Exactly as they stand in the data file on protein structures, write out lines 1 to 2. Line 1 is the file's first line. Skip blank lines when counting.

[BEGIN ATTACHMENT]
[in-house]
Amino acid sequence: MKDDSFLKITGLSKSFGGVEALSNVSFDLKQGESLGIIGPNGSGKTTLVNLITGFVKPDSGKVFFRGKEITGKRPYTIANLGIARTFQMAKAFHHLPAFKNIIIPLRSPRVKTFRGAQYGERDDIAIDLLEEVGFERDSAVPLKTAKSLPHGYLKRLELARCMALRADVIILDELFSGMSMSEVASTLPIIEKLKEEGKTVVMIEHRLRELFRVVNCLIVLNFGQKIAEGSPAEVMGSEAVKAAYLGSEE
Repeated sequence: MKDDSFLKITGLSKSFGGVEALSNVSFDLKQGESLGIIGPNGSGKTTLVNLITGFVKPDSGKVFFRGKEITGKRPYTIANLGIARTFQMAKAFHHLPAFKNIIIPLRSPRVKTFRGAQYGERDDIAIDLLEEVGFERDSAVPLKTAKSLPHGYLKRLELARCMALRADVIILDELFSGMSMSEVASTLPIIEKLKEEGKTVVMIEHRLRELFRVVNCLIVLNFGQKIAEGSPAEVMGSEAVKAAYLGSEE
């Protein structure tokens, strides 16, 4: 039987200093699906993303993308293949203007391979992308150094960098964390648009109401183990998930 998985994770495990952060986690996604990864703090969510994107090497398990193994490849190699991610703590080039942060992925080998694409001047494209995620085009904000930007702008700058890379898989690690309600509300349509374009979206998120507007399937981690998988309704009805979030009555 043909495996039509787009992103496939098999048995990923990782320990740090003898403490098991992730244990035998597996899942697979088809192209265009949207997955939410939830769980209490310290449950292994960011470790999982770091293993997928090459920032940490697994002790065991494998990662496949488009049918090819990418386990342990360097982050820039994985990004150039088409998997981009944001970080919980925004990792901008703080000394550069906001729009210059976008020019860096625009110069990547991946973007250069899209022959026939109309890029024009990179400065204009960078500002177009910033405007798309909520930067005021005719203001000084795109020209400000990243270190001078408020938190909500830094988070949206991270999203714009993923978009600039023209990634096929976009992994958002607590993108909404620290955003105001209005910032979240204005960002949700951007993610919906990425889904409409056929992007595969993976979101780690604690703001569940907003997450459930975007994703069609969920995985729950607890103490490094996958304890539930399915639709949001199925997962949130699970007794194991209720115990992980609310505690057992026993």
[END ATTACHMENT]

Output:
[in-house]
Amino acid sequence: MKDDSFLKITGLSKSFGGVEALSNVSFDLKQGESLGIIGPNGSGKTTLVNLITGFVKPDSGKVFFRGKEITGKRPYTIANLGIARTFQMAKAFHHLPAFKNIIIPLRSPRVKTFRGAQYGERDDIAIDLLEEVGFERDSAVPLKTAKSLPHGYLKRLELARCMALRADVIILDELFSGMSMSEVASTLPIIEKLKEEGKTVVMIEHRLRELFRVVNCLIVLNFGQKIAEGSPAEVMGSEAVKAAYLGSEE